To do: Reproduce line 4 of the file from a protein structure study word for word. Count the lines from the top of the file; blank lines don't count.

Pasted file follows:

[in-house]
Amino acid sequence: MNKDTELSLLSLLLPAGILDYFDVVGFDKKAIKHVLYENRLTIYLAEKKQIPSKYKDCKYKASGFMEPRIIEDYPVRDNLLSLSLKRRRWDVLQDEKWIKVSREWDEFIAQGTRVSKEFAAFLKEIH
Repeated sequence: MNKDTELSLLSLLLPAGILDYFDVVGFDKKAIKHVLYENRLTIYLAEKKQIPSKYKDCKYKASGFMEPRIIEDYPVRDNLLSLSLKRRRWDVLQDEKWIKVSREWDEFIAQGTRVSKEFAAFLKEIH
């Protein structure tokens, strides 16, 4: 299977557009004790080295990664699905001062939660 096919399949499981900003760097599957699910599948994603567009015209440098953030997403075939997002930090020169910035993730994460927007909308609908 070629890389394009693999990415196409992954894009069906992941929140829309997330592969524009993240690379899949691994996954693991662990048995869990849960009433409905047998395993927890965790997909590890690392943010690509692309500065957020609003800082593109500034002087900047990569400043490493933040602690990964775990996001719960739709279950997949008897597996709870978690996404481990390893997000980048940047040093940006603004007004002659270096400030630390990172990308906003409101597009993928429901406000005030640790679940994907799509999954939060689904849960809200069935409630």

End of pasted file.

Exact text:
């Protein structure tokens, strides 16, 4: 299977557009004790080295990664699905001062939660 096919399949499981900003760097599957699910599948994603567009015209440098953030997403075939997002930090020169910035993730994460927007909308609908 070629890389394009693999990415196409992954894009069906992941929140829309997330592969524009993240690379899949691994996954693991662990048995869990849960009433409905047998395993927890965790997909590890690392943010690509692309500065957020609003800082593109500034002087900047990569400043490493933040602690990964775990996001719960739709279950997949008897597996709870978690996404481990390893997000980048940047040093940006603004007004002659270096400030630390990172990308906003409101597009993928429901406000005030640790679940994907799509999954939060689904849960809200069935409630």